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Spoken language shows some improvement following intervention for children with autism: but for which children and why?
  1. Kristelle Hudry1,2,
  2. Stefanie Dimov2
  1. 1Victorian Autism Specific Early Learning and Care Centre, La Trobe University, Melbourne, VIC, Australia
  2. 2Olga Tennison Autism Research Centre, La Trobe University, Melbourne, VIC, Australia
  1. Correspondence to Dr Kristelle Hudry, Victorian Autism Specific Early Learning and Care Centre & Olga Tennison Autism Research Centre, La Trobe University, Kingsbury Drive, Bundoora, Victoria 3068, Australia; k.hudry{at}latrobe.edu.au

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ABSTRACT FROM: Hampton LH, Kaiser AP. Intervention effects on spoken-language outcomes for children with autism: a systematic review and meta-analysis. J Intellect Disabil Res 2016;60:444–63.

What is already known on this topic

Autism is a neurodevelopmental disorder of core social-communication impairment and behavioural inflexibility, often accompanied by delayed language development.1 A key research goal is to understand which interventions are effective, for whom and to what extent. Existing meta-analyses have considered whether particular approaches improve core symptoms, cognitive ability and adaptive behaviour in autism.2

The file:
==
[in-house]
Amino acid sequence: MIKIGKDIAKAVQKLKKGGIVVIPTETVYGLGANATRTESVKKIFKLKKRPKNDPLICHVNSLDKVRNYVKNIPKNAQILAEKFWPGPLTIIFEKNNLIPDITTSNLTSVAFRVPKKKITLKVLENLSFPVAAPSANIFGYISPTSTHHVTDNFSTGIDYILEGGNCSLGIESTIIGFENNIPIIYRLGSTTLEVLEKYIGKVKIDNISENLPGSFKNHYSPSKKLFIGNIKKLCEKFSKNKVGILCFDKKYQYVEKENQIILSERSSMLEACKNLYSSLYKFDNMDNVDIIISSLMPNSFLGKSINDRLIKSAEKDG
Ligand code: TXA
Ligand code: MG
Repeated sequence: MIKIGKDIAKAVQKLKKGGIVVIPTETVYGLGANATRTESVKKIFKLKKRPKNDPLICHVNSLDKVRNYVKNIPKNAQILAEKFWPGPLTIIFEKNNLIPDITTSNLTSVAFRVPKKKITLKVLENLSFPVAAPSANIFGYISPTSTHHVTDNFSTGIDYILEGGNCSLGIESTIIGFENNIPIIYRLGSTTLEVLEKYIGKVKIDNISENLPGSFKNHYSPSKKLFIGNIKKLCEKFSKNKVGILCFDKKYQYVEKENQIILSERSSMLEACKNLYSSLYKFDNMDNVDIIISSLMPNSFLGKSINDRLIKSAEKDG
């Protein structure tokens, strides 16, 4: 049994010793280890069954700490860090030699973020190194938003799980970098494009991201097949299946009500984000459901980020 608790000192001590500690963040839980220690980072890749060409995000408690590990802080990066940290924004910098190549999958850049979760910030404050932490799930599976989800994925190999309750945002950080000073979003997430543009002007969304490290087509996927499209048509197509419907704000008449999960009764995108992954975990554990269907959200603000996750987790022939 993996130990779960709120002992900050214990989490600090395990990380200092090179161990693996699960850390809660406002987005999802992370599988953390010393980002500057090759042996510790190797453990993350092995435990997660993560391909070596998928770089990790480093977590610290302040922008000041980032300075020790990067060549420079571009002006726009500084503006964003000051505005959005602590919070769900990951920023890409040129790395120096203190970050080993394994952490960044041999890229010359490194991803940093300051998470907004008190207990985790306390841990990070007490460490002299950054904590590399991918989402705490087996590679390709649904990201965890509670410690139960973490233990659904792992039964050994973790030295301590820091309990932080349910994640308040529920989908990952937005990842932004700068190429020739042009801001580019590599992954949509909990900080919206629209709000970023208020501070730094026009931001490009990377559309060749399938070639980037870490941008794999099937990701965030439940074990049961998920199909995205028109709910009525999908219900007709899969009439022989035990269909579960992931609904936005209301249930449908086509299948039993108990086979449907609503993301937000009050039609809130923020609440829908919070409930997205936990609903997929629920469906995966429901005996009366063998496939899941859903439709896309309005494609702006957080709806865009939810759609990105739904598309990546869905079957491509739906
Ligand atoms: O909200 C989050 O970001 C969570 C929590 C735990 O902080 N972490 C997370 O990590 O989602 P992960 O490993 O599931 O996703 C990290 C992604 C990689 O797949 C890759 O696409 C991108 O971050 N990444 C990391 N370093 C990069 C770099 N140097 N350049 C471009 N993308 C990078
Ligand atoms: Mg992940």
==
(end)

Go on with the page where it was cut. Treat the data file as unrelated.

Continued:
Methods of the study

This systematic review and meta-analysis investigated the effects of early behavioural interventions on language outcomes for young children with autism (<8 years). The 26 key studies were published between 1980 and 2014 and included a total of 1738 participants (mean age =3.3 years, SD=0.91). These included data on child language outcomes following a variety of behavioural/developmental interventions versus treatment as usual (TAU). …

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